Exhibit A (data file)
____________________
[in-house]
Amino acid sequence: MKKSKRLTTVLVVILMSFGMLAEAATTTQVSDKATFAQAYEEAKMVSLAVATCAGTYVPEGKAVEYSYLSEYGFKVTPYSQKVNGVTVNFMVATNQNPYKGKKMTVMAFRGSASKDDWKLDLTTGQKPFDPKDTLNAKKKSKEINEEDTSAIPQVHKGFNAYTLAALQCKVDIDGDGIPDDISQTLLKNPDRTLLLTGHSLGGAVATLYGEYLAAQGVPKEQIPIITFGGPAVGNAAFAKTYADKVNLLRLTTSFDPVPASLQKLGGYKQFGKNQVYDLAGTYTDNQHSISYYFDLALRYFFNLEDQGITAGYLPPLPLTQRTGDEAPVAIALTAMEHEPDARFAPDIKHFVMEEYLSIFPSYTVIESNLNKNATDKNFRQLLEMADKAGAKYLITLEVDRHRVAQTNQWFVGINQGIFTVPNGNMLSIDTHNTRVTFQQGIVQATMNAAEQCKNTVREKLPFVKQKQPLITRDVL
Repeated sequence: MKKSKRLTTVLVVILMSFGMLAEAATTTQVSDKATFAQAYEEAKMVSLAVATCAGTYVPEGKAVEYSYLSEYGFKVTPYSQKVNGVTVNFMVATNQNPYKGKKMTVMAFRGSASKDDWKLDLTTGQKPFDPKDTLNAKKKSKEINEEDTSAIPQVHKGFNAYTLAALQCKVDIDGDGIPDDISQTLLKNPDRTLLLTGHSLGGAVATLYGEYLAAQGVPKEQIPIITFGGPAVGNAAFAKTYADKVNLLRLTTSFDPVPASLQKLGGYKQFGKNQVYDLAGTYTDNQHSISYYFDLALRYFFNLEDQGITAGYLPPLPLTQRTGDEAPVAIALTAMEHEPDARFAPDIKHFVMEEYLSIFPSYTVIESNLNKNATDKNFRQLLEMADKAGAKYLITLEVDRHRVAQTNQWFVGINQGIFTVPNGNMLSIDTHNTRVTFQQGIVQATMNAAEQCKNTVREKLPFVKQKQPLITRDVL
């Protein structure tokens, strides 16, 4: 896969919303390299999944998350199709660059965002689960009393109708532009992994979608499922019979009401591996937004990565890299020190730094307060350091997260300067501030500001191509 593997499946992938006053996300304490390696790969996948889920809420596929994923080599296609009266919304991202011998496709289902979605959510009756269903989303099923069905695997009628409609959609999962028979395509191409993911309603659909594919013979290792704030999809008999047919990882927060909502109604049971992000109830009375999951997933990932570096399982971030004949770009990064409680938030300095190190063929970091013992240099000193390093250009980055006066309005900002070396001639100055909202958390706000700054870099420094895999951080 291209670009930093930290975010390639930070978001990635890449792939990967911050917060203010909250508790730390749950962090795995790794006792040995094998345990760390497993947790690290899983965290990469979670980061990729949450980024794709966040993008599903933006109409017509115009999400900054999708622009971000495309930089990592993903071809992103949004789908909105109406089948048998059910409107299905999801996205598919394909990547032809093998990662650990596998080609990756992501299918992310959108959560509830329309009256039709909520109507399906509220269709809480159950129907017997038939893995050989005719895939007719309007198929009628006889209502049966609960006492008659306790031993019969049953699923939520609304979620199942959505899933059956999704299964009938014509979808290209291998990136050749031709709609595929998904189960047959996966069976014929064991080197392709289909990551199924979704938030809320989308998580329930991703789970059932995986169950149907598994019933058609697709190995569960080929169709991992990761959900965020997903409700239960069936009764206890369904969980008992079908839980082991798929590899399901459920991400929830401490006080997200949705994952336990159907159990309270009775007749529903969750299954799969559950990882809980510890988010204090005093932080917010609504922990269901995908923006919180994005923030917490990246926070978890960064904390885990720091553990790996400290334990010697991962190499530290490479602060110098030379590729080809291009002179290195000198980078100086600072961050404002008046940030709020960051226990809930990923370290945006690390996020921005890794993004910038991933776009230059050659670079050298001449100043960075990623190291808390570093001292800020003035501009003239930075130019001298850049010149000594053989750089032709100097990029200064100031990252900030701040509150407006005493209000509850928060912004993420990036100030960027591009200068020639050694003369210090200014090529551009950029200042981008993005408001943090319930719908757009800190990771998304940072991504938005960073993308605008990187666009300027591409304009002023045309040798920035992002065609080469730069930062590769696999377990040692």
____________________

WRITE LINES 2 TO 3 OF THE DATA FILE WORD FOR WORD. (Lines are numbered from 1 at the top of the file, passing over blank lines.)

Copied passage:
Amino acid sequence: MKKSKRLTTVLVVILMSFGMLAEAATTTQVSDKATFAQAYEEAKMVSLAVATCAGTYVPEGKAVEYSYLSEYGFKVTPYSQKVNGVTVNFMVATNQNPYKGKKMTVMAFRGSASKDDWKLDLTTGQKPFDPKDTLNAKKKSKEINEEDTSAIPQVHKGFNAYTLAALQCKVDIDGDGIPDDISQTLLKNPDRTLLLTGHSLGGAVATLYGEYLAAQGVPKEQIPIITFGGPAVGNAAFAKTYADKVNLLRLTTSFDPVPASLQKLGGYKQFGKNQVYDLAGTYTDNQHSISYYFDLALRYFFNLEDQGITAGYLPPLPLTQRTGDEAPVAIALTAMEHEPDARFAPDIKHFVMEEYLSIFPSYTVIESNLNKNATDKNFRQLLEMADKAGAKYLITLEVDRHRVAQTNQWFVGINQGIFTVPNGNMLSIDTHNTRVTFQQGIVQATMNAAEQCKNTVREKLPFVKQKQPLITRDVL
Repeated sequence: MKKSKRLTTVLVVILMSFGMLAEAATTTQVSDKATFAQAYEEAKMVSLAVATCAGTYVPEGKAVEYSYLSEYGFKVTPYSQKVNGVTVNFMVATNQNPYKGKKMTVMAFRGSASKDDWKLDLTTGQKPFDPKDTLNAKKKSKEINEEDTSAIPQVHKGFNAYTLAALQCKVDIDGDGIPDDISQTLLKNPDRTLLLTGHSLGGAVATLYGEYLAAQGVPKEQIPIITFGGPAVGNAAFAKTYADKVNLLRLTTSFDPVPASLQKLGGYKQFGKNQVYDLAGTYTDNQHSISYYFDLALRYFFNLEDQGITAGYLPPLPLTQRTGDEAPVAIALTAMEHEPDARFAPDIKHFVMEEYLSIFPSYTVIESNLNKNATDKNFRQLLEMADKAGAKYLITLEVDRHRVAQTNQWFVGINQGIFTVPNGNMLSIDTHNTRVTFQQGIVQATMNAAEQCKNTVREKLPFVKQKQPLITRDVL